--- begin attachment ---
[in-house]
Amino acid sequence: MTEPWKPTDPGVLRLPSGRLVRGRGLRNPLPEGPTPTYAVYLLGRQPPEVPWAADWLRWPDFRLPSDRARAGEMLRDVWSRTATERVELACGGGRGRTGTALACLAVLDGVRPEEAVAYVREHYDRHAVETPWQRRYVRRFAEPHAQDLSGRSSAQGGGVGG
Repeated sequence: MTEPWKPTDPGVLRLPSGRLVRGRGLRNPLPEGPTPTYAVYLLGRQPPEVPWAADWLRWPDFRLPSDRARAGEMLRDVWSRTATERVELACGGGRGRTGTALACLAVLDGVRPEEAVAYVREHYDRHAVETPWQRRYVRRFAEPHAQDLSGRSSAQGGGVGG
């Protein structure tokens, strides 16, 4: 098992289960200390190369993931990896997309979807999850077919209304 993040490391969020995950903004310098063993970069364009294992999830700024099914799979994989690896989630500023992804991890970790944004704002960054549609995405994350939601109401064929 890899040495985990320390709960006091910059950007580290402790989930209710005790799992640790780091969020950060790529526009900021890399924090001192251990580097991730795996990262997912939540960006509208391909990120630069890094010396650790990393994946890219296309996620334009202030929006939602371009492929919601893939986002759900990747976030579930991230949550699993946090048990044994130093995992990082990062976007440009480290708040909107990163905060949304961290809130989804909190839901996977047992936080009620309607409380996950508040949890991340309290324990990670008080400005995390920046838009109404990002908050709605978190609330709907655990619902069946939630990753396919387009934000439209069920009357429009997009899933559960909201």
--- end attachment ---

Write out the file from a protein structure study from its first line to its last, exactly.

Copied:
[in-house]
Amino acid sequence: MTEPWKPTDPGVLRLPSGRLVRGRGLRNPLPEGPTPTYAVYLLGRQPPEVPWAADWLRWPDFRLPSDRARAGEMLRDVWSRTATERVELACGGGRGRTGTALACLAVLDGVRPEEAVAYVREHYDRHAVETPWQRRYVRRFAEPHAQDLSGRSSAQGGGVGG
Repeated sequence: MTEPWKPTDPGVLRLPSGRLVRGRGLRNPLPEGPTPTYAVYLLGRQPPEVPWAADWLRWPDFRLPSDRARAGEMLRDVWSRTATERVELACGGGRGRTGTALACLAVLDGVRPEEAVAYVREHYDRHAVETPWQRRYVRRFAEPHAQDLSGRSSAQGGGVGG
């Protein structure tokens, strides 16, 4: 098992289960200390190369993931990896997309979807999850077919209304 993040490391969020995950903004310098063993970069364009294992999830700024099914799979994989690896989630500023992804991890970790944004704002960054549609995405994350939601109401064929 890899040495985990320390709960006091910059950007580290402790989930209710005790799992640790780091969020950060790529526009900021890399924090001192251990580097991730795996990262997912939540960006509208391909990120630069890094010396650790990393994946890219296309996620334009202030929006939602371009492929919601893939986002759900990747976030579930991230949550699993946090048990044994130093995992990082990062976007440009480290708040909107990163905060949304961290809130989804909190839901996977047992936080009620309607409380996950508040949890991340309290324990990670008080400005995390920046838009109404990002908050709605978190609330709907655990619902069946939630990753396919387009934000439209069920009357429009997009899933559960909201």